It is perhaps difficult for the observer to feel sympathy because of the holier than thou attitude, until later when we learn about the death of Oscar’s mother and the legal separation of the son from the father. Now the abject and deliberate cruelty become clear. A telling line illustrates this said, according to Wilde, by fellow prisoners: ‘I am sorry for you, it is harder for you, than it is for the likes of us.’   

Oscar’s coping strategy is to see this thing that has been done to him, as opportunity to embark on a path to spiritual enlightenment, this action seems closer to mania: the desperate need to find God, a common occurrence amongst prison populations.  Now filled with piety Wilde has become martyr for all the world’s sin.

Picture: Jerome Whittingham @Photomoments

Act Two The Ballad of Reading Gaol is more palatable. Essentially an epic poem with stark horrifying stanzas that wage war on the penal system. This text was delivered with much more theatre, movement and yes life, despite the subject matter.

Written after Wilde’s release, the verse fixes on the nature of the condemned man, using the plight of one bound for the hangman’s noose. The writing brilliantly challenges the absolutism of the law and how it is enforced. How those who are deemed to have fallen foul of it are hidden away out of sight of society, out of sight of those who would put them there, so succinctly put in the line, ‘That every prison that men build, is built with bricks of shame’ Wilde also argues that the apparent contradiction of the contentment of the sleeping man, is resolved by the knowledge that he is soon to be at peace: released from this earth and be received unto God.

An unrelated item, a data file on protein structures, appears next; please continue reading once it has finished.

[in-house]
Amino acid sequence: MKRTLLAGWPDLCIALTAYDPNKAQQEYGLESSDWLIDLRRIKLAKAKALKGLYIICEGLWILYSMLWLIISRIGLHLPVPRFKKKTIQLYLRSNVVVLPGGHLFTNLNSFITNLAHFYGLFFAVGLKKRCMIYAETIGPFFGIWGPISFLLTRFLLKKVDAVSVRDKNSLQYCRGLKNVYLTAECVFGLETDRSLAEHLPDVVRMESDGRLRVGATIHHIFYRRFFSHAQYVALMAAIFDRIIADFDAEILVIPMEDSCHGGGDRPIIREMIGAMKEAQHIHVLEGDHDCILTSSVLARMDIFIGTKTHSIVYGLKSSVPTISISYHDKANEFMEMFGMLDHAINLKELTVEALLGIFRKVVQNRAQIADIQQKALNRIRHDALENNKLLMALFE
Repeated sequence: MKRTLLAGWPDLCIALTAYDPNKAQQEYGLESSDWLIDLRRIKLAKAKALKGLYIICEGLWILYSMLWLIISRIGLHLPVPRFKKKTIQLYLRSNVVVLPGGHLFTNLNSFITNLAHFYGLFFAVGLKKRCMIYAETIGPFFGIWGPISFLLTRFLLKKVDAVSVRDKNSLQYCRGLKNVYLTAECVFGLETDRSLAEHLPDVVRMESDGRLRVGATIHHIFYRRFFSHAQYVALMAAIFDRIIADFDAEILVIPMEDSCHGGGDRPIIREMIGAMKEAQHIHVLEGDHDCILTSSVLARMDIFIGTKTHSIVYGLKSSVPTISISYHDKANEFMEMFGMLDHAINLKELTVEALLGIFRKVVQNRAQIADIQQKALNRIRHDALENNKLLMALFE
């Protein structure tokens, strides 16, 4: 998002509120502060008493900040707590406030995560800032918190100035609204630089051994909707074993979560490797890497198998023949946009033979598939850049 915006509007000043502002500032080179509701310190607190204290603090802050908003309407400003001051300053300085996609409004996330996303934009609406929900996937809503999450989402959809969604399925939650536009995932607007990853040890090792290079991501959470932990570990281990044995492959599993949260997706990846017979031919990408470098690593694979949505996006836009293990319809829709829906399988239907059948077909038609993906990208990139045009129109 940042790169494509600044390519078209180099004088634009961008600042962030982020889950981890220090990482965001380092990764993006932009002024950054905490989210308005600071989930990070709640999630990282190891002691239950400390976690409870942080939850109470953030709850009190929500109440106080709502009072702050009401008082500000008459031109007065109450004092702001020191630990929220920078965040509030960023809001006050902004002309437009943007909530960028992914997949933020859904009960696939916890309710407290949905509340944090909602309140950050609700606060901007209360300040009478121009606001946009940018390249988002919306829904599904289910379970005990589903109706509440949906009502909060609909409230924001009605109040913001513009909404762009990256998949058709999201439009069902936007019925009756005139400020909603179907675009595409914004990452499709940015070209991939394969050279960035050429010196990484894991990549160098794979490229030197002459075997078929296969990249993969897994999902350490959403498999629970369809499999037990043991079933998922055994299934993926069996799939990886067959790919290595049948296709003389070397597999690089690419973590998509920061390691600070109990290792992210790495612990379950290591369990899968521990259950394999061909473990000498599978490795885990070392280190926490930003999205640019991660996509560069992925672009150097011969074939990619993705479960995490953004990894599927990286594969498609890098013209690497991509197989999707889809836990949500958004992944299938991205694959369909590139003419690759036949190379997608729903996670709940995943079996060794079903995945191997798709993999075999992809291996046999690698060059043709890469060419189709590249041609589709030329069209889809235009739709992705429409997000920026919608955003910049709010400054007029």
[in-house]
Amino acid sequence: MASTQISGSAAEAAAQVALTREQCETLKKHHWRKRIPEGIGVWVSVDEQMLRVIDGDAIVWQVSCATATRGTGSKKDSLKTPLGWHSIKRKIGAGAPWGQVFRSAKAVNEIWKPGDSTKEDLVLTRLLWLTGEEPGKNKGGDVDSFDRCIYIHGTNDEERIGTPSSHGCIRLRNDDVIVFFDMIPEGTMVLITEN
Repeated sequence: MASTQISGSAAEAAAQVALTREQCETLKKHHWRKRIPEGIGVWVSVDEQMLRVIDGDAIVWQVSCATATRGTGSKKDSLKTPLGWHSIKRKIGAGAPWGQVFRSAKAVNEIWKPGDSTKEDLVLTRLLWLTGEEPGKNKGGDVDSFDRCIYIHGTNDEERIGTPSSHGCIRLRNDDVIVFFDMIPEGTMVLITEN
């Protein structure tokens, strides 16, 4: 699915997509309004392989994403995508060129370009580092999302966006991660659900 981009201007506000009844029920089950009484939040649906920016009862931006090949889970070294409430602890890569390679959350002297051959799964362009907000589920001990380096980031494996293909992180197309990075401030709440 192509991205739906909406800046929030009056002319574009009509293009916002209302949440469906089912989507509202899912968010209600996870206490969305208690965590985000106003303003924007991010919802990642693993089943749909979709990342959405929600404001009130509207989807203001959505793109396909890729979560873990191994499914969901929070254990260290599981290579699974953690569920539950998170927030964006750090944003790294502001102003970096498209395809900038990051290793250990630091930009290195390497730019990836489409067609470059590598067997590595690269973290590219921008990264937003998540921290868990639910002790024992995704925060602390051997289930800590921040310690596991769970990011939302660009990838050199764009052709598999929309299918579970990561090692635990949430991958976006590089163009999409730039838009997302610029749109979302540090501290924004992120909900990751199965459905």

Gerard, who I read in the accompanying text has been the driving force behind this project and I later learn has performed these monumental works for the past three years, excels in his portrayal of Oscar, his upright position, head up, chin raised, hands clasped just so, all contributing to bringing the brilliance of Wilde’s wit and wisdom to the fore.

The text begs to be read, and read aloud, savouring every macabre detailed rhyming couplet, such as the allegorical ‘dance upon the air’ and brief respite ‘a tent of blue’ the seldom seen prisoner’s sky.

The subtle shifts are illustrated with mood change a soft shoe shuffle as the piano music in the background quickens and becomes almost jaunty. The text is laden with religious symbolism talk of Christ and the wine-soaked sponge, stigmata and the tree used to make the cross. I rather feel that this is Wilde trying to recapture the religious fervour, he felt was the only thing left that would redeem his soul during imprisonment.

Despite the incredibly dense text and the complexity of language, Gerard’s delivery is filled with drama, tension: with a gleam in his eye delighting in the madness of it all.  This almost second performance is in direct contrast to that which has gone before. The despairingly crushing misery memoir has given way to a grotesque masterpiece where the damned and the living co-exist.